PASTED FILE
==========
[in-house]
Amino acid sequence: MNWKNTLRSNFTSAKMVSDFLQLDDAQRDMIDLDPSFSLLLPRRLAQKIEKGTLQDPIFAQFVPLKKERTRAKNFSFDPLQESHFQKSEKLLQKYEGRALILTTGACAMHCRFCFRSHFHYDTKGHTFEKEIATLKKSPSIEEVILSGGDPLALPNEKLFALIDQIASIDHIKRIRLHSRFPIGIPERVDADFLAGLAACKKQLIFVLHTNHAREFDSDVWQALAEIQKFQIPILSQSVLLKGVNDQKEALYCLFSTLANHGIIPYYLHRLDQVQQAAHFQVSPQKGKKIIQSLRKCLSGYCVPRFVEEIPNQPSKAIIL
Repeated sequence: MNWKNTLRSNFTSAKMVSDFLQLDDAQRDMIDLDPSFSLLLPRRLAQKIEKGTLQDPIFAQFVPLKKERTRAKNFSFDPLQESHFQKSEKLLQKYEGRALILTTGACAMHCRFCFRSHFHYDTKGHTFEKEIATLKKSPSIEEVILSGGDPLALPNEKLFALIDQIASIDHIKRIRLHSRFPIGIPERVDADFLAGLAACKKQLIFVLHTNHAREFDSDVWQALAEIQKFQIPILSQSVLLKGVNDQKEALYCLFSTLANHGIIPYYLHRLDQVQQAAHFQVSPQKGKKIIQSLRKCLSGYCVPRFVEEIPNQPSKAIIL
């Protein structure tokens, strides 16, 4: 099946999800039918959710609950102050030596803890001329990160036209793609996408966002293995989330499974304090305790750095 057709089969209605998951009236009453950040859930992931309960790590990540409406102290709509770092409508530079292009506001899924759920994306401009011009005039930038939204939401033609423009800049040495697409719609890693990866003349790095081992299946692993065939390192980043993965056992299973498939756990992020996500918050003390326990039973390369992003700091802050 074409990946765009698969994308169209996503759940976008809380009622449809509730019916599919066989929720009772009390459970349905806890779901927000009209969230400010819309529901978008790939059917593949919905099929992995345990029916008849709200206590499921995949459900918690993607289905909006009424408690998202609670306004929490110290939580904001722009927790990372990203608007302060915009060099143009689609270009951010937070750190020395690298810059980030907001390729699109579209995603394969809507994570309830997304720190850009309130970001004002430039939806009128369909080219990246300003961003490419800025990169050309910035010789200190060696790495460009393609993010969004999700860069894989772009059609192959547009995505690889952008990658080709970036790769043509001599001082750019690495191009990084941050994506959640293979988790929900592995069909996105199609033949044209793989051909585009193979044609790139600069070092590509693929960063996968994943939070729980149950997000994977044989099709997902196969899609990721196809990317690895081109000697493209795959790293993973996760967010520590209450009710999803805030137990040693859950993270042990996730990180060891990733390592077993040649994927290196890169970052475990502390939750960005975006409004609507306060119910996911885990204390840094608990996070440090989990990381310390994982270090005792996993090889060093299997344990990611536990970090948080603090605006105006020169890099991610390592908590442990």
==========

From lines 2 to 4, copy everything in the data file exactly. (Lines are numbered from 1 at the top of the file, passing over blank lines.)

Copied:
Amino acid sequence: MNWKNTLRSNFTSAKMVSDFLQLDDAQRDMIDLDPSFSLLLPRRLAQKIEKGTLQDPIFAQFVPLKKERTRAKNFSFDPLQESHFQKSEKLLQKYEGRALILTTGACAMHCRFCFRSHFHYDTKGHTFEKEIATLKKSPSIEEVILSGGDPLALPNEKLFALIDQIASIDHIKRIRLHSRFPIGIPERVDADFLAGLAACKKQLIFVLHTNHAREFDSDVWQALAEIQKFQIPILSQSVLLKGVNDQKEALYCLFSTLANHGIIPYYLHRLDQVQQAAHFQVSPQKGKKIIQSLRKCLSGYCVPRFVEEIPNQPSKAIIL
Repeated sequence: MNWKNTLRSNFTSAKMVSDFLQLDDAQRDMIDLDPSFSLLLPRRLAQKIEKGTLQDPIFAQFVPLKKERTRAKNFSFDPLQESHFQKSEKLLQKYEGRALILTTGACAMHCRFCFRSHFHYDTKGHTFEKEIATLKKSPSIEEVILSGGDPLALPNEKLFALIDQIASIDHIKRIRLHSRFPIGIPERVDADFLAGLAACKKQLIFVLHTNHAREFDSDVWQALAEIQKFQIPILSQSVLLKGVNDQKEALYCLFSTLANHGIIPYYLHRLDQVQQAAHFQVSPQKGKKIIQSLRKCLSGYCVPRFVEEIPNQPSKAIIL
């Protein structure tokens, strides 16, 4: 099946999800039918959710609950102050030596803890001329990160036209793609996408966002293995989330499974304090305790750095 057709089969209605998951009236009453950040859930992931309960790590990540409406102290709509770092409508530079292009506001899924759920994306401009011009005039930038939204939401033609423009800049040495697409719609890693990866003349790095081992299946692993065939390192980043993965056992299973498939756990992020996500918050003390326990039973390369992003700091802050 074409990946765009698969994308169209996503759940976008809380009622449809509730019916599919066989929720009772009390459970349905806890779901927000009209969230400010819309529901978008790939059917593949919905099929992995345990029916008849709200206590499921995949459900918690993607289905909006009424408690998202609670306004929490110290939580904001722009927790990372990203608007302060915009060099143009689609270009951010937070750190020395690298810059980030907001390729699109579209995603394969809507994570309830997304720190850009309130970001004002430039939806009128369909080219990246300003961003490419800025990169050309910035010789200190060696790495460009393609993010969004999700860069894989772009059609192959547009995505690889952008990658080709970036790769043509001599001082750019690495191009990084941050994506959640293979988790929900592995069909996105199609033949044209793989051909585009193979044609790139600069070092590509693929960063996968994943939070729980149950997000994977044989099709997902196969899609990721196809990317690895081109000697493209795959790293993973996760967010520590209450009710999803805030137990040693859950993270042990996730990180060891990733390592077993040649994927290196890169970052475990502390939750960005975006409004609507306060119910996911885990204390840094608990996070440090989990990381310390994982270090005792996993090889060093299997344990990611536990970090948080603090605006105006020169890099991610390592908590442990």